These days, not all cocktails include bitters and, similarly, not all bitters need to be confined to the bar. These individual Angostura Cherry Cobblers are just one of many examples of how bitters can shine in the kitchen because I added a generous dash of Angostura bitters to my cobbler filling!

Angostura is one of the most widely recognized brands of bitters. The secret recipe for the brand’s aromatic was developed around 1820 and has remained unchanged ever since. You’ll pick up notes of allspice or clove and cinnamon in the bitters, along with many other flavors. These warm spices add a lot of depth to cocktails and they also add a lot to the cherries in this cobbler. The cherries are lush, spicy and much more complex than you would expect the cherries in an ordinary cobbler to be. The bitter notes of the bitters don’t overshadow the cherries, so don’t worry about that if you’re not very familiar with bitters!

The cobbler topping is a buttermilk and vanilla biscuit topping that would be delicious with almost any cobbler filling. By keeping the topping simple, the flavors in the filling stand out even more. I baked these as individual cobblers, dividing the cherries and topping equally between four ramekins. I didn’t quite use all the topping because I wanted to see a bit of the cherry bubbling up underneath it, but there is enough to completely cover all four servings. These cobblers are best when served slightly warm from the oven. You can serve them as-is or top them with a small scoop of vanilla ice cream.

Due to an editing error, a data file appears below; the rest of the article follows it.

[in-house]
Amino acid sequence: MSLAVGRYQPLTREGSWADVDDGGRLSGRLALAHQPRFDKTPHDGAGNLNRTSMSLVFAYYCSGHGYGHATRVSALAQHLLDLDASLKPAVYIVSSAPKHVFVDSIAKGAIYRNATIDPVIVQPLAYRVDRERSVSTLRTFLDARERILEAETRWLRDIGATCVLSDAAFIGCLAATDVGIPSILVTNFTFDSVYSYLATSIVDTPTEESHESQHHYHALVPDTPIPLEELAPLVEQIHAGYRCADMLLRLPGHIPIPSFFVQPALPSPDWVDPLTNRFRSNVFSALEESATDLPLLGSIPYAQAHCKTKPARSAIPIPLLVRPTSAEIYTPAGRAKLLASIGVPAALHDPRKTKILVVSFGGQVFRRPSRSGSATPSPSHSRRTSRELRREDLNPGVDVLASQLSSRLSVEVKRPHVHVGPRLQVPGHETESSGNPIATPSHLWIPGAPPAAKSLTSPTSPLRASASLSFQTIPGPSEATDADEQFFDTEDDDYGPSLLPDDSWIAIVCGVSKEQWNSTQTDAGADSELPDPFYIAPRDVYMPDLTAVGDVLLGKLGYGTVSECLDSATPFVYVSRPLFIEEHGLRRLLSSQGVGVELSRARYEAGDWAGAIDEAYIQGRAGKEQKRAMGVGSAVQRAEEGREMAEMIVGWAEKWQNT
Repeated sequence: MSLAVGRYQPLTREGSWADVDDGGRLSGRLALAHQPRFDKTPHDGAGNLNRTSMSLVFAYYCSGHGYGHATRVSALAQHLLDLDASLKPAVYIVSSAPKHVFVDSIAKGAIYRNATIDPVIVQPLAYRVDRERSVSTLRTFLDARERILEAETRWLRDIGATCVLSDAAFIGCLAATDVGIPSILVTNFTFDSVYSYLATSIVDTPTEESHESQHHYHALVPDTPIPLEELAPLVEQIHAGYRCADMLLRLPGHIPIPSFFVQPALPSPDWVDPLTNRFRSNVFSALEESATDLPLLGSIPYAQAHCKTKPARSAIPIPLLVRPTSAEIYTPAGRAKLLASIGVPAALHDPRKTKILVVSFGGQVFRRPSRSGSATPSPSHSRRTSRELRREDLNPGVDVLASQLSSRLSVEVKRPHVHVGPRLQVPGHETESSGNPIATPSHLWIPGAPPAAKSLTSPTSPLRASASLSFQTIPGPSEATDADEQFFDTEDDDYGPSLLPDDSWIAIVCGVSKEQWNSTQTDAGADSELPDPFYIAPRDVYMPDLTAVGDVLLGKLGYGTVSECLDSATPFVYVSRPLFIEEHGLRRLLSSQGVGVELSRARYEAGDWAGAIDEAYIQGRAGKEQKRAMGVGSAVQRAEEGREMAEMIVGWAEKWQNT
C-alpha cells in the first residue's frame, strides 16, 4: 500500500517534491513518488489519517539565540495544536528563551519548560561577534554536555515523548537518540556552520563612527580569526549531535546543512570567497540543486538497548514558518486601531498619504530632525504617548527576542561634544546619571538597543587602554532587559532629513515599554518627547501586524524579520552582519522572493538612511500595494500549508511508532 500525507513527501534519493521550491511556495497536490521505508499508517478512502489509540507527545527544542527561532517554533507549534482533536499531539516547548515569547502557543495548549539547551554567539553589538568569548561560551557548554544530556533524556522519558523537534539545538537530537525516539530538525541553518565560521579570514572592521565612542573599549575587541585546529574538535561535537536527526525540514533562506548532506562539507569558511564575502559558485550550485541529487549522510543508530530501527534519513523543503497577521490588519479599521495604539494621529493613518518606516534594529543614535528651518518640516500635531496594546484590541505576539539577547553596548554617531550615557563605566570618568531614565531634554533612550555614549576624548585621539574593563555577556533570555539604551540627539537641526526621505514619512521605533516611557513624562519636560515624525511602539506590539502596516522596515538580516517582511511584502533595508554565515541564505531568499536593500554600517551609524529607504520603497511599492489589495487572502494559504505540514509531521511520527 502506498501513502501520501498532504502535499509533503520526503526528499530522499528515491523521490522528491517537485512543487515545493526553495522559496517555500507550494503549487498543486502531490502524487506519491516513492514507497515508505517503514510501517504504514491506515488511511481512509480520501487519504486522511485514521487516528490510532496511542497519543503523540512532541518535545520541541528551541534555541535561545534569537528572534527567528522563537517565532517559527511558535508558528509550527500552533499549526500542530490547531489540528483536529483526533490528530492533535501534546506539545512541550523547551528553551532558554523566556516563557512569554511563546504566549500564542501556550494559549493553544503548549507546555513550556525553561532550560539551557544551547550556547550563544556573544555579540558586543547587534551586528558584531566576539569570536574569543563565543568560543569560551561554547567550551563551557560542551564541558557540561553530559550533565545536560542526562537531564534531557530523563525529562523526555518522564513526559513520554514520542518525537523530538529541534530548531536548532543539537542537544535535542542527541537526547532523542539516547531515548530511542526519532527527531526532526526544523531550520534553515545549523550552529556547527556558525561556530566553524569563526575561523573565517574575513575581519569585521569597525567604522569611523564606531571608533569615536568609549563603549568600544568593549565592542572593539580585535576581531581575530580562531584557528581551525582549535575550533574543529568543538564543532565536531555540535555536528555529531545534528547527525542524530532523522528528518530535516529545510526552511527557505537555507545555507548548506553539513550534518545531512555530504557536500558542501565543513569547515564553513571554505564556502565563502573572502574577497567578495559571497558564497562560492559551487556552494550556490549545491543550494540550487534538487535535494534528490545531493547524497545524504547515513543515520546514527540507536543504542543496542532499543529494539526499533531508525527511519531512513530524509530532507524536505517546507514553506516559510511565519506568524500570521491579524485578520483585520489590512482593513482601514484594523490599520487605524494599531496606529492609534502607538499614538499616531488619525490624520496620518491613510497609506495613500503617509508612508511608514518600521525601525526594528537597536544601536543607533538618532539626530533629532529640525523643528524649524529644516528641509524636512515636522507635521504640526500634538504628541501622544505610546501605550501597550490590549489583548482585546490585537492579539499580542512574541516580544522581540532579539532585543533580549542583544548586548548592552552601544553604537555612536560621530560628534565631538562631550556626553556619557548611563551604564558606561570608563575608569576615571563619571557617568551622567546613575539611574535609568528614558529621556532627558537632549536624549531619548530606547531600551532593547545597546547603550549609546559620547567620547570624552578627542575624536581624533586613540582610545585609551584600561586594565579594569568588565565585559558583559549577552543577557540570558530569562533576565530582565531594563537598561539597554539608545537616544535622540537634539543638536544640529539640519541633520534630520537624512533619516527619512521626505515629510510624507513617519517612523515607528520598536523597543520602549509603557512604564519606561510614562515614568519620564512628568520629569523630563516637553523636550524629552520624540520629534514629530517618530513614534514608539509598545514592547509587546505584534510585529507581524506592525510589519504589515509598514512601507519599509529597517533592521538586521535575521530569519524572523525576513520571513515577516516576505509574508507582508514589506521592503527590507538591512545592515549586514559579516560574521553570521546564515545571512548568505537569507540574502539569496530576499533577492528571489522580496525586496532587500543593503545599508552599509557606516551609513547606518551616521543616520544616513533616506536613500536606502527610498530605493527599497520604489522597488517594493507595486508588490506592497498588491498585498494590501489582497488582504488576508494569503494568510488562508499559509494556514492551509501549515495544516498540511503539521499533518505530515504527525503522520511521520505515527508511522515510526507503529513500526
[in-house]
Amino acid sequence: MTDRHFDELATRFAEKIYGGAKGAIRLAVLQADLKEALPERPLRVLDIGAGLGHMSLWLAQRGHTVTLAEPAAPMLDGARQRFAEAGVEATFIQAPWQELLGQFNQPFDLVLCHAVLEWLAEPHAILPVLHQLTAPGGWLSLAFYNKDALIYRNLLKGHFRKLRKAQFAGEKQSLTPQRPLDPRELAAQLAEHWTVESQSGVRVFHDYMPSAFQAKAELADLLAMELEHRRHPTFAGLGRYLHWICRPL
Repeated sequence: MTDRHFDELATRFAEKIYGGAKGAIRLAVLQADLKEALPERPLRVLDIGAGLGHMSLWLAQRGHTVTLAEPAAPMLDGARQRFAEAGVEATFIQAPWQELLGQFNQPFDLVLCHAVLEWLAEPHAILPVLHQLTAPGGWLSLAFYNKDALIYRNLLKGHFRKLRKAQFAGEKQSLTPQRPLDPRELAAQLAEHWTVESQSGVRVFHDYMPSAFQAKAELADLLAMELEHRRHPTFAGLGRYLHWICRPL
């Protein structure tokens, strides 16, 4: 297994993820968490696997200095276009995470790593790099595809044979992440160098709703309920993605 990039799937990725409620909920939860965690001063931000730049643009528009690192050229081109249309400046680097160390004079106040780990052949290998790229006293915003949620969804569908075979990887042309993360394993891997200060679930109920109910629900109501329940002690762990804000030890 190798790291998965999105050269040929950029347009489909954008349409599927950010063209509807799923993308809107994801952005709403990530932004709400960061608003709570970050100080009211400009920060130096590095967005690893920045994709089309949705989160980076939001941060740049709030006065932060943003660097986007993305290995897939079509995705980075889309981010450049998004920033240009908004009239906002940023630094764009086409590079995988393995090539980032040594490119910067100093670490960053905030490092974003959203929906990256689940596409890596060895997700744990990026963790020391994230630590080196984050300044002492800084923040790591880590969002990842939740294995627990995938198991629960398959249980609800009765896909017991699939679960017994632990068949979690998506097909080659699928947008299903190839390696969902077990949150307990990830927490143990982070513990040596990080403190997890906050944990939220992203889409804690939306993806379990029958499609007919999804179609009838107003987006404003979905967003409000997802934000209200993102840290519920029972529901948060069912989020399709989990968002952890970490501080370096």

Angostura Cherry Cobblers

Angostura Cherry Cobblers
Filling
16-oz cherries, fresh or frozen
1/4 cup sugar
8 dashes Angostura Bitters
1 tbsp cornstarch

Topping
1 cup all purpose flour
1/4 cup sugar
1 tsp baking soda
1/4 tsp salt
1/4 cup butter, melted and cooled
2/3 cup buttermilk
1 tsp vanilla extract
coarse sugar, for topping

Preheat oven to 375F. Place four 8-oz ramekins on a baking sheet.
In a medium bowl, stir together all filling ingredients.
In a large bowl, prepare the topping. Stir together flour, sugar, baking soda and salt. Add in melted butter, buttermilk and vanilla extract and stir until dough comes together.
Divide cherry mixture evenly into prepared ramekins. Dollop topping (or use your fingers, if you don’t mind getting messy) mixture over the cherries. Sprinkle with coarse sugar.
Bake for 25-30 minutes, until cherry filling is bubbling and topping is golden brown.
Allow cobblers to cool slightly before serving.

Serves 4.